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Is Alex Neil the last of a dying breed of Scottish managers in the Premier League?

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TIME was when Scottish managers ruled the roost in England.

Sir Alex Ferguson, Kenny Dalglish, George Graham, and, even further back, Sir Matt Busby and Bill Shankly.

These days, however, there is only one Alex Neil in charge of an English Premier League team.

Even worse, for the time between the sacking of Paul Lambert by Aston Villa in February and Neil’s promotion with Norwich, there had, for the first time in 30 years, been NONE.

On the eve of the 2011/12 season, there were SEVEN Scottish managers in the top flight of English football.

Sir Alex, of course, loomed, statesmanlike, above them all, but Dalglish, Alex McLeish, David Moyes, Paul Lambert, Owen Coyle and Steve Kean were all there too.

Less than five years later, the Premier League has all-but massacred its Scottish bosses, and replaced them with an international brigade of superstar tacticians, deep-thinkers, and young mavericks.

Our one-time magnificent seven Sir Alex FergusonThe Manchester United legend retired at the end of the 2012-13 season.Picture credit: Clive Brunskill / Getty ImagesKenny DalglishDalglish was sacked from Liverpool in May 2012.Picture credit: Dave Thompson / Getty ImagesAlex McLeishThe former Scotland boss lasted just one season at Aston Villa.Picture credit: Mike Hewitt/ Getty ImagesDavid MoyesMoyes left Everton to take over from Sir Alex Ferguson at Old Trafford. He is now looking for a new job having been sacked from United and last club Real Sociedad.Picture credit: David Ramos/ Getty ImagesPaul LambertLambert ended the 2011-12 season by keeping Norwich in the Premier League. Three seasons at Aston Villa followed before he left the club. He has just been appointed Blackburn Rovers manager.Picture credit: Laurence Griffiths/ Getty ImagesSteve KeanKean had a tough time at Blackburn, resigning in September 2012 after 21 months in the job. He’s now in charge of Brunei DPMM FC.Picture credit: Chris Brunskill / Getty ImagesOwen CoyleCoyle lasted until October 2012 at Bolton before his contract was terminated, having brought Burnley up into the Premier League in 2009. He’s now managing Houston Dynamo in MLS.Picture credit: Clive Brunskill / Getty ImagesBut Alex Smith, long held as a spokesman for his fellow gaffers, insists there is no need for panic.

There may be fewer Scots managers at the top level of the UK game than many of us have ever known, but, far from facing extinction, Smith believes our battalion of bosses is undergoing a radical evolutionary and generational shift.

“Our coaches can stand shoulder to shoulder with any in the world,” insists Smith, now Falkirk’s Technical Director.

“I don’t care who the others are, or where they are from. Scottish coaches could stand in a room packed with the best in the world, and when they speak, they will be listened to.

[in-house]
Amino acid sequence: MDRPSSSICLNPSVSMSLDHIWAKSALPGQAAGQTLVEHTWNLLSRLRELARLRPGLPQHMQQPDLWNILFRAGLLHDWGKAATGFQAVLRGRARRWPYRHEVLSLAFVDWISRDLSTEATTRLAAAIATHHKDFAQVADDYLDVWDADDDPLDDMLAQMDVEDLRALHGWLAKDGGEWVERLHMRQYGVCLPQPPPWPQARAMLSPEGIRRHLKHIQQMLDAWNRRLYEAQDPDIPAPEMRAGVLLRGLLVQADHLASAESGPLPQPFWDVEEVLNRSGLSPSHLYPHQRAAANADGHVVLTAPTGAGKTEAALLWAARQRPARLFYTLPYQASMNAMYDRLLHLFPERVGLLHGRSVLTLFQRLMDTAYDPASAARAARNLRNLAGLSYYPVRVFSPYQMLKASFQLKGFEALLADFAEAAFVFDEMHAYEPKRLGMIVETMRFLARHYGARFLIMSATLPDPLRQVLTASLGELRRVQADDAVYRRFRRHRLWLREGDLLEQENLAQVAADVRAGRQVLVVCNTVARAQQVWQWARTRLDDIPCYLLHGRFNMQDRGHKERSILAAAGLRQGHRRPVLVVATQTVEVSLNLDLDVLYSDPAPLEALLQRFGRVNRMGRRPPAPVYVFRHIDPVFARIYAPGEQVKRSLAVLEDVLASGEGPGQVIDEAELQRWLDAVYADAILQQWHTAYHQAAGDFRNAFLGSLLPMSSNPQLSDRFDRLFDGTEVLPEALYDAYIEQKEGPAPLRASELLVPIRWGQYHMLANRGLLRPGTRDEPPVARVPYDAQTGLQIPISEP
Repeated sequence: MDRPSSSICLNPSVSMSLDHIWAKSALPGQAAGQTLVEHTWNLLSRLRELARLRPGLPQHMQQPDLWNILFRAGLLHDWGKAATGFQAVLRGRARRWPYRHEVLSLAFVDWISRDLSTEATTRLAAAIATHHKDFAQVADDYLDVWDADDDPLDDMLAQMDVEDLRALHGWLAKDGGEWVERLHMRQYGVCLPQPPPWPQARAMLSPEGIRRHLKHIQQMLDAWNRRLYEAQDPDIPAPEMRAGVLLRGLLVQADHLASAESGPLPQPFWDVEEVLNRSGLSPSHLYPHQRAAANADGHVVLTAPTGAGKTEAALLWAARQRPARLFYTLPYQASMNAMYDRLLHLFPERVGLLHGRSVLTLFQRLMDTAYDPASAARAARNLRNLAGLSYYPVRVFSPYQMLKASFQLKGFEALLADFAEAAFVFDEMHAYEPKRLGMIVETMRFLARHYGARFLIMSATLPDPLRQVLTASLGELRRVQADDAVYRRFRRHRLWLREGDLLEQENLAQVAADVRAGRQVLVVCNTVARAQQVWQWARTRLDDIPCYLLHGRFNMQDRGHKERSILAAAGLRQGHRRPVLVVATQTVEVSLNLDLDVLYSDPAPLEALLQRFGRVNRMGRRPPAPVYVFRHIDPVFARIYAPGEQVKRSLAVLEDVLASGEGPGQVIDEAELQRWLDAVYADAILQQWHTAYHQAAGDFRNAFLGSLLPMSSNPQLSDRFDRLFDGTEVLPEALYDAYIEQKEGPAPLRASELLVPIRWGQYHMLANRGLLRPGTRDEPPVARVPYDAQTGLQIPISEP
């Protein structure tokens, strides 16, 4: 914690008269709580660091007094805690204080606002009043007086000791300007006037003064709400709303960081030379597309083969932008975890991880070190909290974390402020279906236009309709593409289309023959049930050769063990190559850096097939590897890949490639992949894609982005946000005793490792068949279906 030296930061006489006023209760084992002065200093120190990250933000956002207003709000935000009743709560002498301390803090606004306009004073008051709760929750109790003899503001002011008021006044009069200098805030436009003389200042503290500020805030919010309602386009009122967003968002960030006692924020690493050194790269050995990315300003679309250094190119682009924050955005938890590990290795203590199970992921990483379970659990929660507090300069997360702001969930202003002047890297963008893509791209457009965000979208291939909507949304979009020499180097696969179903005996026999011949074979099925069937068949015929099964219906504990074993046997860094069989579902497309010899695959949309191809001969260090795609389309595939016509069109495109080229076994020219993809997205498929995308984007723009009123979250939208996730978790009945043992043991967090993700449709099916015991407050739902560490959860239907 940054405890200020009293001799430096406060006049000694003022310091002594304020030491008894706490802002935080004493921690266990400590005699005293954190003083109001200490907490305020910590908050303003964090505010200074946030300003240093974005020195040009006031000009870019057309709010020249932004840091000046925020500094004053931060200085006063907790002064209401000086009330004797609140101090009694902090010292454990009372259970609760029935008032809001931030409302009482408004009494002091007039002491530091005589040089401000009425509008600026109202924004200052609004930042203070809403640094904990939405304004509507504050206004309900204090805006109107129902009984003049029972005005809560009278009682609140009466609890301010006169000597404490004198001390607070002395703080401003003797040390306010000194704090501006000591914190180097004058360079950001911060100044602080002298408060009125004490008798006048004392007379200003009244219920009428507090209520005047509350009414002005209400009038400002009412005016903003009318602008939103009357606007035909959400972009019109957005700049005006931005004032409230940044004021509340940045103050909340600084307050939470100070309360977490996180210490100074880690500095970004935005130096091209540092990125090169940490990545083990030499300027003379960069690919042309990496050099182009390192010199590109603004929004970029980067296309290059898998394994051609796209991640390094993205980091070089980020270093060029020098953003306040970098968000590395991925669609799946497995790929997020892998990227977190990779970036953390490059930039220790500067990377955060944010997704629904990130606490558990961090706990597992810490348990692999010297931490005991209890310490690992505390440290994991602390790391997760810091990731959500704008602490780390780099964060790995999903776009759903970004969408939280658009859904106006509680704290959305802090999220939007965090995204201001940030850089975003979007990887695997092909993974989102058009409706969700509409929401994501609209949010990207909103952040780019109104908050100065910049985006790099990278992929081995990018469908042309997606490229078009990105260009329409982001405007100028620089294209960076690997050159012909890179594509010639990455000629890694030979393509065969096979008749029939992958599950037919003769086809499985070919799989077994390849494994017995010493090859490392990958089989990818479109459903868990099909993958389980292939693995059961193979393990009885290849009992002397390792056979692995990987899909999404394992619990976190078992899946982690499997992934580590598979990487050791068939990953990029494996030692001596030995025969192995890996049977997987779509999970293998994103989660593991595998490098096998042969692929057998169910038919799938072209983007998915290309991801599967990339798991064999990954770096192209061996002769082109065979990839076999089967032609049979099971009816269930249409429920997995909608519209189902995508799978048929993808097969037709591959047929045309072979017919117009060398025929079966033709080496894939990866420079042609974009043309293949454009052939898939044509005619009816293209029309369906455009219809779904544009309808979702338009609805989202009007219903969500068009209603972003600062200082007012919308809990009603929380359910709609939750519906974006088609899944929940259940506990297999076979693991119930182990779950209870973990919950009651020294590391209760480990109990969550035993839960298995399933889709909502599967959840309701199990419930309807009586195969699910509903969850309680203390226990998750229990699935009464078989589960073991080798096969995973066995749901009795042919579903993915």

“We have credibility and we have history. Our best managers have given us a certain status, a certain strength.

“And I have no doubt whatsoever we are still producing excellent coaches.

“We have always had a presence in England, often a large one, but it has always been in something of a state of flux for various reasons.

“Over the last few years, there has been a change in employment culture in the Premier League.

“It’s now rare for a manager to be pulled from Scotland or a lower-league English team. You see clubs going abroad and cherry-picking the best from around the world.

“The job of ‘manager’ has changed too. Now it’s less about finance and budgets, and almost completely about coaching.

“The requirements are different, but I believe Alex Neil is a good example of what Premier League clubs are looking for now.

“He’s young, he’s tactically very good and he’s a good motivator, but he isn’t the only one.

“We are continuing to produce very good coaches.”

That, says Smith, is backed up by the ongoing success of the SFA’s centre of excellence in Largs.

Global coaching luminaries like Jose Mourinho, Fabio Capello, Arrigo Sacchi and Andre Villas-Boas have chosen to hone their skills in Scotland over the years, while many more both foreign and domestic continue to learn their trade in Ayrshire.

Smith believes that stands as proof that our next generation of managers will enjoy the very best training available.

And, with an eye on the future, he believes that the quality of Scots bosses is more important as a barometer of success than the quantity we send to the Premier League.

“Quality should always be the priority,” said Smith.

“How good our coaches are is more important than how many of them are managing in the Premier League at any given time.

“The truth is, there aren’t many English managers in the Premier League!

“For a country of our size to have a manager in there is very good, though we’ll always look for more because of our history.

“The question we should be asking isn’t ‘How many coaches are we producing?’. It’s ‘Are we producing quality coaches?’

“I still firmly believe the answer to that question is yes.”Joe Jordan won’t give in to the foreign legion in English football – click here to read more